It’s flu season here on the East coast and it appears that the Clinton campaign didn’t get its shot. It’s coming down with some horrible symptoms: running out of money, begging for free air time, ignoring upcoming primaries and caucuses.
By now you must have heard that Hillary loaned the campaign $5m of her “personal money.” OK, first, what does it mean that she “loaned” her campaign money. Is she going to pay herself back? I’m confused. Note that the amount she loaned herself is the same amount she paid Mark Penn, her campaign strategist. He claims he can’t give any of that money back because it was actually paid to his company, though I’m not sure whether he was referring to Burson-Marsteller, of which he is “worldwide CEO” or Penn, Schoen and Berland Associates, of which he is president. I suppose it doesn’t matter which firm he is hiding behind.
In the meantime, other staffers, including campaign manager Patti Solis Doyle, are working for free. The campaign is essentially blaming Ms. Doyle for this situation, claiming that it’s all because they overspent in Iowa. Hey, didn’t they lose Iowa? Wow, that backfired. And how much must they have overspent to now be so far in the hole that people are working for free and the candidate is writing the checks? Wasn’t this one of the harbingers of Giuliani’s demise?
In the midst of this money crunch, Clinton is calling for a debate a week between herself and chief rival, Barack Obama. How transparent is this? If you can’t afford to advertise in a state, a debate paid for by a network seems like a decent way to get some air time. Obama isn’t biting. His response is that he’d rather spend time with the voters. I heard Mark Penn on Morning Joe on MSNBC this morning claim that the best way to get in front of the voters was to be in a debate with Mrs. Clinton like the one prior to Super Tuesday which garnered 8.3 million viewers. Sure, if we could have another debate prior to the largest primary day in the history of primary days, including 22 states, I’d strongly urge the Obama campaign to go for it. That debate, however, was a one shot deal. We have had, thus far, 18 debates. There is apparently one more scheduled. Uncle. Debates take a full day out of a candidate’s schedule, a day the candidate could spend meeting with voters. If Hillary Clinton can’t afford to get in front of the voters any other way, that’s her issue. And it has been abundantly clear that the more time Obama spends with voters, the more votes he gets. Face time = votes for the Obama campaign. I’m sure this hasn’t been lost on Clinton.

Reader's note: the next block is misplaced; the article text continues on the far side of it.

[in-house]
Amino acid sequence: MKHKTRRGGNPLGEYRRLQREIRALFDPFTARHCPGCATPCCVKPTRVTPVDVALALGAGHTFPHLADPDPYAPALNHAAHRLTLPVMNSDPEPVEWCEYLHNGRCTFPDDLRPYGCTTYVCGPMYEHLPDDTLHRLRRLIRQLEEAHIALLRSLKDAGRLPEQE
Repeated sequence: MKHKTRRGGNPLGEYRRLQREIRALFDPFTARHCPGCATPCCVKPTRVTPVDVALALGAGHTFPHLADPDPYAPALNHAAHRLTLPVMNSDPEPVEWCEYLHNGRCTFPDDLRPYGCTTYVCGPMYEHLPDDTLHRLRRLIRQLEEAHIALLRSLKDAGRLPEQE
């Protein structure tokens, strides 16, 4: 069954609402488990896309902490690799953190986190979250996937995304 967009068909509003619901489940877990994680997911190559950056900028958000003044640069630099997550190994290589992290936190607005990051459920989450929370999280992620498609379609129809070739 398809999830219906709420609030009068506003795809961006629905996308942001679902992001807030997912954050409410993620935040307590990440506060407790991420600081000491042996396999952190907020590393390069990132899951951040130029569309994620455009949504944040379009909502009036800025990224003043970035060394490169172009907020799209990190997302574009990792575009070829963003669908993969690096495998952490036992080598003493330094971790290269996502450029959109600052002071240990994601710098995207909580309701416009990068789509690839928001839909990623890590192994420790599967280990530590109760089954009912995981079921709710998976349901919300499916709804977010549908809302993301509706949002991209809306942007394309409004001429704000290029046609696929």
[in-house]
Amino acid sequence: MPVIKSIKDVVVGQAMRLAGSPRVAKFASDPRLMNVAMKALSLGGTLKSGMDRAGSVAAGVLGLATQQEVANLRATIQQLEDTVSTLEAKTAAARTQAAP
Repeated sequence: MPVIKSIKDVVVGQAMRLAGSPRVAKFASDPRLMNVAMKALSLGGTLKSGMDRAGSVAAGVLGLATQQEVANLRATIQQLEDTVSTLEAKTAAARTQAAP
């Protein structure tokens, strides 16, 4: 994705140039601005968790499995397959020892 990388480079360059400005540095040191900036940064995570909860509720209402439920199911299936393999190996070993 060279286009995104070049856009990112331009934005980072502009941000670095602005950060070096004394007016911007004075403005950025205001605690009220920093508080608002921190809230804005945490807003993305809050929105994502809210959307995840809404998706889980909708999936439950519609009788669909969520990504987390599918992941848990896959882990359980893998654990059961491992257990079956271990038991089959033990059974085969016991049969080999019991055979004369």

And it appears that she doesn’t really care about getting in front of certain voters, anyway. There is apparently a clear strategy in the Clinton camp to cede the battle space in this weekend’s caucuses in Washington state, Louisiana, and Maine and next week’s primaries in Maryland and DC. She is making an appearance today in Arlington, VA, hoping to make up some ground in that state. By all accounts, though, she is holding most of her resources for the next large battleground states of Ohio and Texas on March 4.
In the meantime, the Obama campaign let slip to Bloomberg News some documents which indicate they see a loss coming in both OH and TX. I’m cynical enough to believe that this slip was no accident. This primary has become a battle of lowering expectations. What better way to do it than to accidentally send a reporter internal memos bracing for the worst? There’s no better way to mobilize an inspired base than that. And Obama has the money to act on this mobilization. Since Super Tuesday, he has raised $7.2 million.
Whatever innoculation Clinton missed, Obama obviously got. His campaign is surging. Clinton’s however, is struggling. We’ll see how this plays out in the primaries to come.